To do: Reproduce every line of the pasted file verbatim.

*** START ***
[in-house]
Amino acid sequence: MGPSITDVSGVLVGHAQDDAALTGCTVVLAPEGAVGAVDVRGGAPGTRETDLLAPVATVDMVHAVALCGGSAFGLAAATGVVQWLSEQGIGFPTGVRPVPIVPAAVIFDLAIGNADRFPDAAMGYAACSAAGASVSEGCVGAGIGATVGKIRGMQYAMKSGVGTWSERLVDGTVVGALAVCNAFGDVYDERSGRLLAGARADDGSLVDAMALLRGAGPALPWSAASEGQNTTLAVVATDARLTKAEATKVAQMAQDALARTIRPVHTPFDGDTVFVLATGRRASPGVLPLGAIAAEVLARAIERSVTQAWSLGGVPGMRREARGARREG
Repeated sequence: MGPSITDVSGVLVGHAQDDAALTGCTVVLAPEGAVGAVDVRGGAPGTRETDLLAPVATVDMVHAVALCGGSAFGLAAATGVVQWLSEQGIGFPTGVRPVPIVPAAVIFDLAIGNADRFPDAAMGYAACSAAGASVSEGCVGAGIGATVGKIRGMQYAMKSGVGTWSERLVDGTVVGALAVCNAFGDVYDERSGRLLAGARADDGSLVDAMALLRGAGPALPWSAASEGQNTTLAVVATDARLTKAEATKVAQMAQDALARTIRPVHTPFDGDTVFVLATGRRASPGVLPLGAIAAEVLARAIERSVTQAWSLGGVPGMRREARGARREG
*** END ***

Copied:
[in-house]
Amino acid sequence: MGPSITDVSGVLVGHAQDDAALTGCTVVLAPEGAVGAVDVRGGAPGTRETDLLAPVATVDMVHAVALCGGSAFGLAAATGVVQWLSEQGIGFPTGVRPVPIVPAAVIFDLAIGNADRFPDAAMGYAACSAAGASVSEGCVGAGIGATVGKIRGMQYAMKSGVGTWSERLVDGTVVGALAVCNAFGDVYDERSGRLLAGARADDGSLVDAMALLRGAGPALPWSAASEGQNTTLAVVATDARLTKAEATKVAQMAQDALARTIRPVHTPFDGDTVFVLATGRRASPGVLPLGAIAAEVLARAIERSVTQAWSLGGVPGMRREARGARREG
Repeated sequence: MGPSITDVSGVLVGHAQDDAALTGCTVVLAPEGAVGAVDVRGGAPGTRETDLLAPVATVDMVHAVALCGGSAFGLAAATGVVQWLSEQGIGFPTGVRPVPIVPAAVIFDLAIGNADRFPDAAMGYAACSAAGASVSEGCVGAGIGATVGKIRGMQYAMKSGVGTWSERLVDGTVVGALAVCNAFGDVYDERSGRLLAGARADDGSLVDAMALLRGAGPALPWSAASEGQNTTLAVVATDARLTKAEATKVAQMAQDALARTIRPVHTPFDGDTVFVLATGRRASPGVLPLGAIAAEVLARAIERSVTQAWSLGGVPGMRREARGARREG